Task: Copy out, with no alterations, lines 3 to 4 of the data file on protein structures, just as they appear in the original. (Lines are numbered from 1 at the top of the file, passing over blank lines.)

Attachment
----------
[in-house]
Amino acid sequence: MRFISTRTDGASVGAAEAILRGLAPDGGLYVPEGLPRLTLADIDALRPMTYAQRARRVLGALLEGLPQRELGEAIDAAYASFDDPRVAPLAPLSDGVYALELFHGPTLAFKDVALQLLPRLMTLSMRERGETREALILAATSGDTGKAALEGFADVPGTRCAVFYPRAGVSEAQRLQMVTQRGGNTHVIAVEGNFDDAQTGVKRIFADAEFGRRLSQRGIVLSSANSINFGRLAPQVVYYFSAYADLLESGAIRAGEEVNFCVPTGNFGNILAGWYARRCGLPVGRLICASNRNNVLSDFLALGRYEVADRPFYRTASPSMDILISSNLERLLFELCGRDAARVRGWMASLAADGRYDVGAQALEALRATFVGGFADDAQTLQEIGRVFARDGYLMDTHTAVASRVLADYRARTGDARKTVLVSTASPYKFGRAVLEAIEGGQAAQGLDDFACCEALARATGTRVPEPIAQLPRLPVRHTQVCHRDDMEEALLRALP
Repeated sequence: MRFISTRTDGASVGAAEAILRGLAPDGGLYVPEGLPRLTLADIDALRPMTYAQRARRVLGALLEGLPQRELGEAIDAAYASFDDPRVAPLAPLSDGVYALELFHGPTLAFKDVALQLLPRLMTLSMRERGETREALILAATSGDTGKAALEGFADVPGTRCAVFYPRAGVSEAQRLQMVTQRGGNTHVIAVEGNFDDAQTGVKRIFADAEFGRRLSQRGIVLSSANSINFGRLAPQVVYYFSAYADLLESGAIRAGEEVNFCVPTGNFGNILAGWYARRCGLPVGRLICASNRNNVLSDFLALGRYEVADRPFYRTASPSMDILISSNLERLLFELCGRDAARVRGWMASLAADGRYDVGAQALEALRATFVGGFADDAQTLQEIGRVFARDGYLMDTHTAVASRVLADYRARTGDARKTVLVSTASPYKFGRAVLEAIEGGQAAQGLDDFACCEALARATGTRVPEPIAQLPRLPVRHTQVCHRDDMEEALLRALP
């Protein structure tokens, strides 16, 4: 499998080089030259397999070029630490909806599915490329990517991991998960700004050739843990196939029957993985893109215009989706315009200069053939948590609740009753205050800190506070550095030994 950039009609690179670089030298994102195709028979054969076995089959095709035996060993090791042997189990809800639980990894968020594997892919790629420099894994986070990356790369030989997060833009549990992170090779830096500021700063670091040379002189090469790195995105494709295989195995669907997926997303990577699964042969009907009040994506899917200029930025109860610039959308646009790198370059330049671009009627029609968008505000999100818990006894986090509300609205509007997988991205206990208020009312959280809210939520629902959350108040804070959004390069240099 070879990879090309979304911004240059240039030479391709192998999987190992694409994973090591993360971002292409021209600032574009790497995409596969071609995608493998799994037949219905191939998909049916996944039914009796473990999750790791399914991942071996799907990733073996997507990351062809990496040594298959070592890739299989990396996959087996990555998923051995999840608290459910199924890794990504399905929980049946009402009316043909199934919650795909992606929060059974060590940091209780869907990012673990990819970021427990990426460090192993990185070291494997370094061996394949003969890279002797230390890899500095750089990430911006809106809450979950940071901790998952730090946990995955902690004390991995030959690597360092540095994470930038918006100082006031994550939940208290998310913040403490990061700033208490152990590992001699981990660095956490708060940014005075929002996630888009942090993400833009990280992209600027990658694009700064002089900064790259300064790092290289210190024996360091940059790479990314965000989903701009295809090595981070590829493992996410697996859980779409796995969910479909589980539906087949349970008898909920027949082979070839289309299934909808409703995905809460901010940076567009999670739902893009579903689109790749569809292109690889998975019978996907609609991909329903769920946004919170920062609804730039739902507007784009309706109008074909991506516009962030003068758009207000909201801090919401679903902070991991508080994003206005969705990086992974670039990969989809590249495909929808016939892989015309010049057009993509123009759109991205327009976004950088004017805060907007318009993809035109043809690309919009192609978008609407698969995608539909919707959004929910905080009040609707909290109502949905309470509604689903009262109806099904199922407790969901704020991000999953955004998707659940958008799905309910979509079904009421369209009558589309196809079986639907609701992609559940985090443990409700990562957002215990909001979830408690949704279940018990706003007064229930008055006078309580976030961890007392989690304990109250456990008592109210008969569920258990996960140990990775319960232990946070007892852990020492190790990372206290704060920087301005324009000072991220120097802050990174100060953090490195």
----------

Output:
Repeated sequence: MRFISTRTDGASVGAAEAILRGLAPDGGLYVPEGLPRLTLADIDALRPMTYAQRARRVLGALLEGLPQRELGEAIDAAYASFDDPRVAPLAPLSDGVYALELFHGPTLAFKDVALQLLPRLMTLSMRERGETREALILAATSGDTGKAALEGFADVPGTRCAVFYPRAGVSEAQRLQMVTQRGGNTHVIAVEGNFDDAQTGVKRIFADAEFGRRLSQRGIVLSSANSINFGRLAPQVVYYFSAYADLLESGAIRAGEEVNFCVPTGNFGNILAGWYARRCGLPVGRLICASNRNNVLSDFLALGRYEVADRPFYRTASPSMDILISSNLERLLFELCGRDAARVRGWMASLAADGRYDVGAQALEALRATFVGGFADDAQTLQEIGRVFARDGYLMDTHTAVASRVLADYRARTGDARKTVLVSTASPYKFGRAVLEAIEGGQAAQGLDDFACCEALARATGTRVPEPIAQLPRLPVRHTQVCHRDDMEEALLRALP
């Protein structure tokens, strides 16, 4: 499998080089030259397999070029630490909806599915490329990517991991998960700004050739843990196939029957993985893109215009989706315009200069053939948590609740009753205050800190506070550095030994 950039009609690179670089030298994102195709028979054969076995089959095709035996060993090791042997189990809800639980990894968020594997892919790629420099894994986070990356790369030989997060833009549990992170090779830096500021700063670091040379002189090469790195995105494709295989195995669907997926997303990577699964042969009907009040994506899917200029930025109860610039959308646009790198370059330049671009009627029609968008505000999100818990006894986090509300609205509007997988991205206990208020009312959280809210939520629902959350108040804070959004390069240099 070879990879090309979304911004240059240039030479391709192998999987190992694409994973090591993360971002292409021209600032574009790497995409596969071609995608493998799994037949219905191939998909049916996944039914009796473990999750790791399914991942071996799907990733073996997507990351062809990496040594298959070592890739299989990396996959087996990555998923051995999840608290459910199924890794990504399905929980049946009402009316043909199934919650795909992606929060059974060590940091209780869907990012673990990819970021427990990426460090192993990185070291494997370094061996394949003969890279002797230390890899500095750089990430911006809106809450979950940071901790998952730090946990995955902690004390991995030959690597360092540095994470930038918006100082006031994550939940208290998310913040403490990061700033208490152990590992001699981990660095956490708060940014005075929002996630888009942090993400833009990280992209600027990658694009700064002089900064790259300064790092290289210190024996360091940059790479990314965000989903701009295809090595981070590829493992996410697996859980779409796995969910479909589980539906087949349970008898909920027949082979070839289309299934909808409703995905809460901010940076567009999670739902893009579903689109790749569809292109690889998975019978996907609609991909329903769920946004919170920062609804730039739902507007784009309706109008074909991506516009962030003068758009207000909201801090919401679903902070991991508080994003206005969705990086992974670039990969989809590249495909929808016939892989015309010049057009993509123009759109991205327009976004950088004017805060907007318009993809035109043809690309919009192609978008609407698969995608539909919707959004929910905080009040609707909290109502949905309470509604689903009262109806099904199922407790969901704020991000999953955004998707659940958008799905309910979509079904009421369209009558589309196809079986639907609701992609559940985090443990409700990562957002215990909001979830408690949704279940018990706003007064229930008055006078309580976030961890007392989690304990109250456990008592109210008969569920258990996960140990990775319960232990946070007892852990020492190790990372206290704060920087301005324009000072991220120097802050990174100060953090490195």